Combined glaucoma medications afford patients some advantages if they need to be on multiple glaucoma drugs. First, is the convenience factor, in that they only have to remember to use one bottle of medication instead of two. Second, the combo drug sometimes has a lower price.
Side effects of these medications are similar to the side effects of their component medications, which are described above.
Glaucoma surgery has evolved significantly over the past few years, but the surgical therapies still may be put into two categories:
This form of laser therapy is used to treat patients with narrow angles or acute angle-closure glaucoma. In this procedure, your surgeon uses a laser to make a tiny hole in the iris, which allows the aqueous fluid another path to reach the trabecular meshwork.
LTP is used to treat patients with some types of open-angle glaucoma. In some instances, patients may elect LTP instead of medications, or reduce the number of glaucoma medications they are taking. In LTP, a laser is used to treat the trabecular meshwork, thereby, lowering IOP by increasing the amount of fluid that is drained.
Once medical and laser therapies have failed or when they will not work well enough, your doctor may recommend a Trabeculectomy. In this form of surgery, a new drain is made using your eye’s tissue. It has been the gold standard in glaucoma surgical therapy for many years, and new improvements, such as the Express Mini-Shunt have made trabeculectomy surgery safer and more predictable.
In this surgery, the conjunctiva (the eye’s outer covering) is taken down, and a partial-thickness flap is made in the sclera (the white, tough outer covering of the eye). Underneath the scleral flap, the eye is entered allowing a continuous flow of fluid out of the eye. The scleral flap and then the conjunctival tissue is then sutured back into place.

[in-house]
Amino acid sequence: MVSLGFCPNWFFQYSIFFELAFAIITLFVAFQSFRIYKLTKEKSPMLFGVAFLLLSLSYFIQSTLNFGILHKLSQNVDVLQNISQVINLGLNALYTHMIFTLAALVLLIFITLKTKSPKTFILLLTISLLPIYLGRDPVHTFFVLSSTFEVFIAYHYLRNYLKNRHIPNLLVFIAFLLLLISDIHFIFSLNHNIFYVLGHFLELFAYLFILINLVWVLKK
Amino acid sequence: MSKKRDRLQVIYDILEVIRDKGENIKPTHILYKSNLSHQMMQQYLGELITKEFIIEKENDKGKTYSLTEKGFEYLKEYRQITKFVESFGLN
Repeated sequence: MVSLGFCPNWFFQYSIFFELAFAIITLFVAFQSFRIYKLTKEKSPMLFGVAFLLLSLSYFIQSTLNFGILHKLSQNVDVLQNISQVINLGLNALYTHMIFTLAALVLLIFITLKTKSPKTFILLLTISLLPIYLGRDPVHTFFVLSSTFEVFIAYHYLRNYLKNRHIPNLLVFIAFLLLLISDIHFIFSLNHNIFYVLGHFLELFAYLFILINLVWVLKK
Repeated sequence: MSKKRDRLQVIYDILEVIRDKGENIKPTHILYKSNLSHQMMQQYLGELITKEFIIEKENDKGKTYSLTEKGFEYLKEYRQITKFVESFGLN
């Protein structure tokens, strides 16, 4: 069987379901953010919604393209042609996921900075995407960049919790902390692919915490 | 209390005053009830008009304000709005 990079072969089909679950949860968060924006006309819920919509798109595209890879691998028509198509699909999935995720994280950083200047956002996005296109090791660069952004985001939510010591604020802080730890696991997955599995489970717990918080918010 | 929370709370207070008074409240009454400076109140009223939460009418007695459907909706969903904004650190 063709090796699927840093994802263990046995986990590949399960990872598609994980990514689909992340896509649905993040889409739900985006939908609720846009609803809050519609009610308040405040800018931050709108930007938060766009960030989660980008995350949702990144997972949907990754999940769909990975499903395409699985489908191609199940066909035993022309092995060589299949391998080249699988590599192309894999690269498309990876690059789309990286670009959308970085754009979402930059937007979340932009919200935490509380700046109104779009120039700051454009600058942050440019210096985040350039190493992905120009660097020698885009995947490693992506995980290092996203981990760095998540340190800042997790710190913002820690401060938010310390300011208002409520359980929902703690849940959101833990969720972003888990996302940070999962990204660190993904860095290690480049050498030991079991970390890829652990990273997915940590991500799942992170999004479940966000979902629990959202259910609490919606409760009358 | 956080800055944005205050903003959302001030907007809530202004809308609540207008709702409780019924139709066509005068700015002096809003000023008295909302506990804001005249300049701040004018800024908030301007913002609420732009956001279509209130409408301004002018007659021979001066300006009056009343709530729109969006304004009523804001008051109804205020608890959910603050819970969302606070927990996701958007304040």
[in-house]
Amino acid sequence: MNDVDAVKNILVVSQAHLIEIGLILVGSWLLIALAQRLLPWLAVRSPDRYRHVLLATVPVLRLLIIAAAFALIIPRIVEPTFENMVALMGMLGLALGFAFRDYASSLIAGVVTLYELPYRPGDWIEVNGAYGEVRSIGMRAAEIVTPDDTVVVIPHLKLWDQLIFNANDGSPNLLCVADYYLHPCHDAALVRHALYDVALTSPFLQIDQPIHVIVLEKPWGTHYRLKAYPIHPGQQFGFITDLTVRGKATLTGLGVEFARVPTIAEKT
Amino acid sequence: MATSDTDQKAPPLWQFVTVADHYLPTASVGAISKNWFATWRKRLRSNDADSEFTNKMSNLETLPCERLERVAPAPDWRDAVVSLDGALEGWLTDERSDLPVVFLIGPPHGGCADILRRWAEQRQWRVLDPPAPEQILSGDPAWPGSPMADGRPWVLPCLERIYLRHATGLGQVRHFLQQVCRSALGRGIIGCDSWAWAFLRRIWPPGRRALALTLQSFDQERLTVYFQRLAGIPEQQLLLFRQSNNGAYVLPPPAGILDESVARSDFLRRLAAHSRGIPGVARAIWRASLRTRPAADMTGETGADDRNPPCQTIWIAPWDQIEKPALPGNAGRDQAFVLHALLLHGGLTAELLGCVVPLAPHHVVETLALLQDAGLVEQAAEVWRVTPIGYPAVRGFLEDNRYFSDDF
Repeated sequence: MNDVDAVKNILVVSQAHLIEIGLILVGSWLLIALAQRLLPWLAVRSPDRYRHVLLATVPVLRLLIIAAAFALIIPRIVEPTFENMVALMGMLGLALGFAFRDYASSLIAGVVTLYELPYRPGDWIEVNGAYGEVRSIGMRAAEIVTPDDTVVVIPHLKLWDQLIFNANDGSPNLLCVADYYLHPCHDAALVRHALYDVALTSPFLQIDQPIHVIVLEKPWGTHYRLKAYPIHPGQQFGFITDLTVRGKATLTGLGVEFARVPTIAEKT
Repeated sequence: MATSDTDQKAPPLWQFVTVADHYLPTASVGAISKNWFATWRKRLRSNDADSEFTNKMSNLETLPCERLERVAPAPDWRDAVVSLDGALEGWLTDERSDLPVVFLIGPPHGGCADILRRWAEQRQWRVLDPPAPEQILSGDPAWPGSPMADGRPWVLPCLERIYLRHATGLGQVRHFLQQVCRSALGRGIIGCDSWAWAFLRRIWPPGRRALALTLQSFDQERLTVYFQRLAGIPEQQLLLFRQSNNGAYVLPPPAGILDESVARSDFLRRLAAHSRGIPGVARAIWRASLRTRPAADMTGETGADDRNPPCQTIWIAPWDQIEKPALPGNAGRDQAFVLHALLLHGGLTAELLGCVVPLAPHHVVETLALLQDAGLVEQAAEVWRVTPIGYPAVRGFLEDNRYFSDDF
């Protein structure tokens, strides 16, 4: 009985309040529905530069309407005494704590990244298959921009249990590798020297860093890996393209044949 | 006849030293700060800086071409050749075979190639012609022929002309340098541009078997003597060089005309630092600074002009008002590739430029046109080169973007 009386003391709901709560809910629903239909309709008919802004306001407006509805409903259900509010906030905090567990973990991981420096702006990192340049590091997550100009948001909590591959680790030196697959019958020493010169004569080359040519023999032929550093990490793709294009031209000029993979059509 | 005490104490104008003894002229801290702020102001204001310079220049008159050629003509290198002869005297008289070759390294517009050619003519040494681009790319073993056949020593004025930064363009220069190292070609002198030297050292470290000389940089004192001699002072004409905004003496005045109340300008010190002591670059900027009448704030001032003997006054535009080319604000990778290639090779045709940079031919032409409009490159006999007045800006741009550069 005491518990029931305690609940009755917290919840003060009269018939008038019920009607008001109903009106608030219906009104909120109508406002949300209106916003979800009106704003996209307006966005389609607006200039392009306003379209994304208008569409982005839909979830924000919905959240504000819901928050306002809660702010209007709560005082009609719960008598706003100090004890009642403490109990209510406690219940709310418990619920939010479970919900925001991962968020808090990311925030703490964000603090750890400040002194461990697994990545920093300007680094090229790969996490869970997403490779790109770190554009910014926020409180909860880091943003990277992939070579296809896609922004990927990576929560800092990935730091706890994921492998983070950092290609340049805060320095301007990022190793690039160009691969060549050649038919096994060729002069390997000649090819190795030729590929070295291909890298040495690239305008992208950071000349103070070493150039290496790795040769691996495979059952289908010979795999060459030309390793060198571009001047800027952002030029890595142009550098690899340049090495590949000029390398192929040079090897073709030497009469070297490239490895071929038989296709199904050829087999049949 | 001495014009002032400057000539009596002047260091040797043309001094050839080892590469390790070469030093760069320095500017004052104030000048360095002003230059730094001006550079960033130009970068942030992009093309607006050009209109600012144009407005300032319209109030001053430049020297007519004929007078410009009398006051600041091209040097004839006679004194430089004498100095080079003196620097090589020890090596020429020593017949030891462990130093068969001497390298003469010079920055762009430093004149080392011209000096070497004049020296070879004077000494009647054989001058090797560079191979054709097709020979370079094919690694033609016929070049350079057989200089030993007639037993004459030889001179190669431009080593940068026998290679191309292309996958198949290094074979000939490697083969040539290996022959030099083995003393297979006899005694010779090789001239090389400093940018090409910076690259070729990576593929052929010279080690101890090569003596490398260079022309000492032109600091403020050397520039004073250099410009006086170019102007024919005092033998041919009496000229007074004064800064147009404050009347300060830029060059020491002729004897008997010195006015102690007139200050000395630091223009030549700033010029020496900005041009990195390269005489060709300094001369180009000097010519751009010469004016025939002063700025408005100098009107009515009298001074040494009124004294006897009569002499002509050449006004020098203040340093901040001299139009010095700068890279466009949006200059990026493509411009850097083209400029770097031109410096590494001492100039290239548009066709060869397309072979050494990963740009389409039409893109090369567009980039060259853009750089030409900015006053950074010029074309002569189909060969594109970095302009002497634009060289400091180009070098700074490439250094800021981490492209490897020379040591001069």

In most cases, your surgeon will use Mitomycin C, which is a chemotherapy agent, to prevent your eye from scarring down the new drain that was surgically developed. In order to allow greater fluid through the new drain, patients most likely will undergo an office-based laser procedure to cut some of the stitches in the scleral flap.
One major development and improvement in trabeculectomy surgery is the Express Mini-Shunt. This is a small metallic device that is placed underneath the scleral flap during surgery. The shunt allows for a predictable egress of fluid from the eye, thereby reducing some of the complications related to an eye pressure that is too low.
Another option for glaucoma that cannot be controlled with medications is an aqueous shunt.
There are three main types of aqueous shunts that are in use today:
These implants have a plate that is sewn to the sclera, near the insertions of the eye muscles. The tube, which is connected to the plate, is then placed directly into the eye. As a result of this procedure, the aqueous fluid will drain through the tube into the plate, which then allows the fluid to be absorbed by the tissues behind the eye. Tubes have become an increasingly popular treatment for many types of glaucoma, and are considered by many to be safer and more predictable than trabeculectomy surgery.